- Debates about how to best engage boys at school are not new and have been running for centuries as teachers try to find methods to engage and get pupils participating in classroom learning.
- There are similar arguments on how to best engage girls, especially in subjects which they see as pointless.
- Exploring some opportunities to try some more traditional methods of engaging boys.
- In this article, Paul Wright offers tips and ideas on ensuring all pupils in the class are as fully engaged as possible.
I’m an IT teacher, or a Computer Science teacher, or what ever you want to call me now – actually Head of Department is probably a safe title! When I started teaching I was a huge advocate for the use of ICT tools to engage all learners, I was fascinated by the potential of the iPad to change the landscape of teaching and learning. I think that potential exists, but it’s going to be a slower road than I first thought.
A challenge: Engaging learners, boys in particular is a difficult thing, and I’ve learned that in actual fact I needed to embrace the methods that have been around a very long time (and add in the new ones) in order to be successful. That’s exactly what I tell trainee teachers I work with. So what traditional methods have I found really engage boys in their learning?
A conversation I’ve had with recent PGCE students…
PGCE Student: “That group, those boys just come in every lesson and don’t want to learn! Nothing is going to work on them. I give them the worksheets and they do nothing!”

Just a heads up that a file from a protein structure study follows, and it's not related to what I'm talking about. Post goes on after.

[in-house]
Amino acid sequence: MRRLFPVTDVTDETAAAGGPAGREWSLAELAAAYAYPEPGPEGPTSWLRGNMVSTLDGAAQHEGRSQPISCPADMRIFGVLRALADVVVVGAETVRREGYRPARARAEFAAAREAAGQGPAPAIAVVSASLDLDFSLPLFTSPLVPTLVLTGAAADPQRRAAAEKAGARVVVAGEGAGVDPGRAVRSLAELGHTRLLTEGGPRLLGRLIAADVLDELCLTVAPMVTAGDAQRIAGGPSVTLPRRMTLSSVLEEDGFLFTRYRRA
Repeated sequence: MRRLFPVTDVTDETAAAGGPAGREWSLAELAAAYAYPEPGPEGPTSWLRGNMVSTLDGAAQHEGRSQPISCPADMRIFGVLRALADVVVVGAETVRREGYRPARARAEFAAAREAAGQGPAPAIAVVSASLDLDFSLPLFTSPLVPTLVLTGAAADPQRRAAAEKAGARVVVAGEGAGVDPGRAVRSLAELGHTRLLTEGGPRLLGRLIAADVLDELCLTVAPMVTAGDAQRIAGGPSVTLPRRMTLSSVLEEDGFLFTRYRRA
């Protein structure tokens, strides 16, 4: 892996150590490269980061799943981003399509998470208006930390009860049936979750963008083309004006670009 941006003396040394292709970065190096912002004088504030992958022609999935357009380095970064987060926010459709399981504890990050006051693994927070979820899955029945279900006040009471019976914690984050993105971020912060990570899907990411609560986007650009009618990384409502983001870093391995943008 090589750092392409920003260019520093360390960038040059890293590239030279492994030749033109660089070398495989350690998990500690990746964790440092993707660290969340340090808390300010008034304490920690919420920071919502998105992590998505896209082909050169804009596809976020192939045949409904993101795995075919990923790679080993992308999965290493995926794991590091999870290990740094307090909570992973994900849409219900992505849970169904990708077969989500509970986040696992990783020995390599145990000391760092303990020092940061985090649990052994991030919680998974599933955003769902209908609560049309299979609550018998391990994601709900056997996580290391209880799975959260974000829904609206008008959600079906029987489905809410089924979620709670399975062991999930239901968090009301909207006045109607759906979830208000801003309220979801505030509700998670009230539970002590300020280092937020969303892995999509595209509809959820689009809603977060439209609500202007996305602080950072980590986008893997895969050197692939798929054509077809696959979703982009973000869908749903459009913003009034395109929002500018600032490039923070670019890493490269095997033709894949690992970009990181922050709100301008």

Me: (Deep breath) Well, let’s start by assuming that they do want to learn, that they are interested in having their attention grabbed and they’d like to be made to go ‘ahhhh’by a new idea. What you have to do is look at what you do to make them interested.
PGCE Student: “What can I do?”
Me: Think about what you would normally do to engage them, make a list of the types of activities you’ve tried that have failed and keep that list. Force yourself to NOT use those activities, and to think of new engaging activities.
Over the course of an intensive hour long meeting my PGCE student and I explored some opportunities to try some more traditional methods of engaging boys, such as…(article continues below illustration)
Colour cards: Boys are often visual creatures. They like ‘obvious’so things like colour cards can prove hugely useful in engaging boys to share their opinion and knowledge. Boys are often reluctant to answer group or class questions (their fear of being made foolish is huge amongst youngsters, and in particular boys). I’ve found that a simple option such as holding up a card at the same time as everyone else can go some way to removing this initial ‘fear’.
Traffic light cards help – Red, Yellow and Green. Easy to make at home from coloured card or cut paper laminated. Simple, effective and usable over and over again throughout your career.